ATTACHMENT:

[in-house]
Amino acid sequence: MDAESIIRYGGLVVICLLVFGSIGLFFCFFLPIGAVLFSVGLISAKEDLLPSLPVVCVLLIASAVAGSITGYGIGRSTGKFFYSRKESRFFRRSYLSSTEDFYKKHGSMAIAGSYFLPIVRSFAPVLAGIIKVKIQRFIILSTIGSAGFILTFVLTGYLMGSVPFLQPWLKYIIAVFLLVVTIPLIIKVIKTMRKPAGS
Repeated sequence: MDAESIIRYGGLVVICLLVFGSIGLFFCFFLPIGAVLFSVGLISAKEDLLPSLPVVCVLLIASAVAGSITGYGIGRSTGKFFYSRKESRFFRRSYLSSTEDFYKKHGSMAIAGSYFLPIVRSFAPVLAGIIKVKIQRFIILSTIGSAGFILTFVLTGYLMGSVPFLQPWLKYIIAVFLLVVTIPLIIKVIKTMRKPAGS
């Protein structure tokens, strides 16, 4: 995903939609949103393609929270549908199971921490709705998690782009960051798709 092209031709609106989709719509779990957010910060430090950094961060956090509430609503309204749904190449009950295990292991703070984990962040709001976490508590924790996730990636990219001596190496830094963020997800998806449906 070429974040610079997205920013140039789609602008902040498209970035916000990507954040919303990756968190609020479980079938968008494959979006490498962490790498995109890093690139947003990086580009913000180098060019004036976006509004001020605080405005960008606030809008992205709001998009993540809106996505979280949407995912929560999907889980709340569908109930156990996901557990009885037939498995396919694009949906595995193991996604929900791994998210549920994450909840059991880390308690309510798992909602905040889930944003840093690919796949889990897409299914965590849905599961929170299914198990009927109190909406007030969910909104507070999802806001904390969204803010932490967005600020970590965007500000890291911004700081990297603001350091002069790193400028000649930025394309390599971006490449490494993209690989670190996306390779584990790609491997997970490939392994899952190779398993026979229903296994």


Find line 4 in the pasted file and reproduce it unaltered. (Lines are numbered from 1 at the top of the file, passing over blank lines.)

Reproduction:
């Protein structure tokens, strides 16, 4: 995903939609949103393609929270549908199971921490709705998690782009960051798709 092209031709609106989709719509779990957010910060430090950094961060956090509430609503309204749904190449009950295990292991703070984990962040709001976490508590924790996730990636990219001596190496830094963020997800998806449906 070429974040610079997205920013140039789609602008902040498209970035916000990507954040919303990756968190609020479980079938968008494959979006490498962490790498995109890093690139947003990086580009913000180098060019004036976006509004001020605080405005960008606030809008992205709001998009993540809106996505979280949407995912929560999907889980709340569908109930156990996901557990009885037939498995396919694009949906595995193991996604929900791994998210549920994450909840059991880390308690309510798992909602905040889930944003840093690919796949889990897409299914965590849905599961929170299914198990009927109190909406007030969910909104507070999802806001904390969204803010932490967005600020970590965007500000890291911004700081990297603001350091002069790193400028000649930025394309390599971006490449490494993209690989670190996306390779584990790609491997997970490939392994899952190779398993026979229903296994």